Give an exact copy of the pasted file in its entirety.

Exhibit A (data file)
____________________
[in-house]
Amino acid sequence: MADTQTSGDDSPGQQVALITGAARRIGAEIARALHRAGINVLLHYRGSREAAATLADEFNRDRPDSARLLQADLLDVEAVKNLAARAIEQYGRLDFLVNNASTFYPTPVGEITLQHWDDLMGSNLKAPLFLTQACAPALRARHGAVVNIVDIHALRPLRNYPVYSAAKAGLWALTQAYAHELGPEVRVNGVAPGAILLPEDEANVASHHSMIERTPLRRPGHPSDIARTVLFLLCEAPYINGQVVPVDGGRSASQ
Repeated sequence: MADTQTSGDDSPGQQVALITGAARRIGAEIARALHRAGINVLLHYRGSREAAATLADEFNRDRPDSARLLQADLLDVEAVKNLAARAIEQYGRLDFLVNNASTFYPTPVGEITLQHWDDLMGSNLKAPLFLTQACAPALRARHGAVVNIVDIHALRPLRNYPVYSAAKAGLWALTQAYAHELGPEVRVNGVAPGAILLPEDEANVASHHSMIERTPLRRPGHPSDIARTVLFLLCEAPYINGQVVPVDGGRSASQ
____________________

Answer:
[in-house]
Amino acid sequence: MADTQTSGDDSPGQQVALITGAARRIGAEIARALHRAGINVLLHYRGSREAAATLADEFNRDRPDSARLLQADLLDVEAVKNLAARAIEQYGRLDFLVNNASTFYPTPVGEITLQHWDDLMGSNLKAPLFLTQACAPALRARHGAVVNIVDIHALRPLRNYPVYSAAKAGLWALTQAYAHELGPEVRVNGVAPGAILLPEDEANVASHHSMIERTPLRRPGHPSDIARTVLFLLCEAPYINGQVVPVDGGRSASQ
Repeated sequence: MADTQTSGDDSPGQQVALITGAARRIGAEIARALHRAGINVLLHYRGSREAAATLADEFNRDRPDSARLLQADLLDVEAVKNLAARAIEQYGRLDFLVNNASTFYPTPVGEITLQHWDDLMGSNLKAPLFLTQACAPALRARHGAVVNIVDIHALRPLRNYPVYSAAKAGLWALTQAYAHELGPEVRVNGVAPGAILLPEDEANVASHHSMIERTPLRRPGHPSDIARTVLFLLCEAPYINGQVVPVDGGRSASQ